The recent increase on state tobacco taxes will help hundreds of thousands of Arkansans, especially children, the elderly, and the working poor. The vote was a difficult one for all members of the General Assembly, but the long-term benefits of the health program carried the day among the majority in both chambers.

The recent increase on state tobacco taxes will help hundreds of thousands of Arkansans, especially children, the elderly, and the working poor. The vote was a difficult one for all members of the General Assembly, but the long-term benefits of the health program carried the day among the majority in both chambers.
Lawmakers raised the state tax on a pack of cigarettes by 56 cents, and by a more complicated amount, on smokeless tobacco during the 87th General Assembly, which concluded in May.
State finance officials estimate the tax increase will generate $70 million a year. Some programs in the 20-plus-item healthcare package also will be eligible for a three-to-one match in federal money.
The centerpiece of the package is a statewide trauma network, allowing emergency teams to get trauma victims to the hospital that can provide the best treatment for those specific injuries. Now, trauma victims are usually taken to the nearest hospital, regardless of the quality of its equipment and the level of its staffing, and a decision is made there as to where, how and when to transport the patient.
Some 60 hospitals, including Heber Springs Baptist Medical Center, have applied for trauma grants from the state to pay for necessary upgrades in staff and equipment, depending on the level of care individual hospitals want to provide.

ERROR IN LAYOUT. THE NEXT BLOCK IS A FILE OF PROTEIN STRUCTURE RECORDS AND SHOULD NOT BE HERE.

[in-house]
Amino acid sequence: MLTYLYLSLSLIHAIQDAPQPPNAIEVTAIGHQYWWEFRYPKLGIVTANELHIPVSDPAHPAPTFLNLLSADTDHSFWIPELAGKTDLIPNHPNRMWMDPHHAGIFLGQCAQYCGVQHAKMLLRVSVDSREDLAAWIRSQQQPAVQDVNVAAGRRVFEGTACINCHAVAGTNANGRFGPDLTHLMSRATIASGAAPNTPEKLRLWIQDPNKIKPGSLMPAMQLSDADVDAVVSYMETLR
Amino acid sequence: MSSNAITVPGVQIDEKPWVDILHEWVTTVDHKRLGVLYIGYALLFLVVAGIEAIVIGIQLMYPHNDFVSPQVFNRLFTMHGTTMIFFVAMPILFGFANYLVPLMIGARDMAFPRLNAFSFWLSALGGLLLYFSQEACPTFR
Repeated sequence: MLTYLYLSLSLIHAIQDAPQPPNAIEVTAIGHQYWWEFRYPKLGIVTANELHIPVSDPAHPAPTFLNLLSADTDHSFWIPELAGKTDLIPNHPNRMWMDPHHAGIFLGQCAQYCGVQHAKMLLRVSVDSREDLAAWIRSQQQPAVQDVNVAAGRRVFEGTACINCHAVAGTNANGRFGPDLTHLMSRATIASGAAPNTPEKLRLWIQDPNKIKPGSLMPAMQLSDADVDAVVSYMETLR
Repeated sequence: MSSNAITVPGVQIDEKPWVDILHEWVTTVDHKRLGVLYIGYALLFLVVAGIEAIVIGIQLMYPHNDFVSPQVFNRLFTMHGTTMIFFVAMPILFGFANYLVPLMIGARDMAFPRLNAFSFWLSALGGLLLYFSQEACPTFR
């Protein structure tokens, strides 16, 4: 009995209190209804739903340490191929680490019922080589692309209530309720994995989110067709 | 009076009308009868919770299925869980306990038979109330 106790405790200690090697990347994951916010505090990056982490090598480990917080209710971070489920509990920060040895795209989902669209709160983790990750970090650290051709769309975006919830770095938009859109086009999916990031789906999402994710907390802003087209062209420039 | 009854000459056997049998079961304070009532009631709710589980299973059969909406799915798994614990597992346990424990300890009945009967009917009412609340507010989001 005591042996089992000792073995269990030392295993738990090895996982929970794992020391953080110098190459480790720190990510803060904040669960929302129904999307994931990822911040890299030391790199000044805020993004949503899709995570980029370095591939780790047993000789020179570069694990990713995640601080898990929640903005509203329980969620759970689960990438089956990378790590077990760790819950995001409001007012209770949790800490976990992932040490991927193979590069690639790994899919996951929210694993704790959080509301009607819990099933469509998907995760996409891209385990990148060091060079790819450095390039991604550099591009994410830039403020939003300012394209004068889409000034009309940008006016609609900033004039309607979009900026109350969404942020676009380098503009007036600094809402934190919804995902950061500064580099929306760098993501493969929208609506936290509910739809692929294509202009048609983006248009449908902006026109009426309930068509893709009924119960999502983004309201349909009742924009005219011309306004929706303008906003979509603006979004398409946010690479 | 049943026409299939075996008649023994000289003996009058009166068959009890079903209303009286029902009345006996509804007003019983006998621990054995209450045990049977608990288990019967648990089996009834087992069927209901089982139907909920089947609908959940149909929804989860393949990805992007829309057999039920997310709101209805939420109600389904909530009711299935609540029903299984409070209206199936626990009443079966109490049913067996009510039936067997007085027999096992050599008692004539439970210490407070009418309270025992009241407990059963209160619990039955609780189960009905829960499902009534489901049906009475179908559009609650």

A Level 1 center is the highest, with neurosurgeons and other specialists on site around the clock and also is an academic and research facility. A Level 2 center is a slight step down and must have a neurosurgeon on staff.
A Level 3 center must have doctors on call who can respond within 15 minutes. A Level 4 center offers more services than a basic emergency room but is still used primarily for stabilizing a patient before transferring them.
Heber Springs Baptist Medical Center applied for Level 3 status. Conway Regional Medical Center has applied for Level 2. At least two Little Rock hospitals will be Level 1 trauma centers. Funding for establishing the network is set at $25 million this fiscal year, and $28 million the next.
For many trauma victims, the current delay in getting the right treatment is unnecessary, and it is fatal. For many more, their injuries worsen and, should they survive those injuries, the effect of those injuries can be permanent and, in some cases, can be of great cost to taxpayers.
Emergency room physicians talk of the “golden hour,” when a person’s chances of survival are greater if the appropriate care is available within that time. A trauma network will provide that hour.
We can save lives with a trauma network, by improving communications among the emergency-care network and by upgrading the emergency rooms and staffs of hospitals across the state.
Until this session, Arkansas was the only state in the union not part of a trauma network, and one of the very few without a Level 1 trauma hospital. Under the plan so far, we’ll have at least one, and possibly two, trauma hospitals where the very elite of surgeons and staff will be on duty – not just on call – 24 hours a day and similar improvements will be made at dozens of other hospitals across the state.
The other items in the state’s most ambitious healthcare program ever will be addressed next week.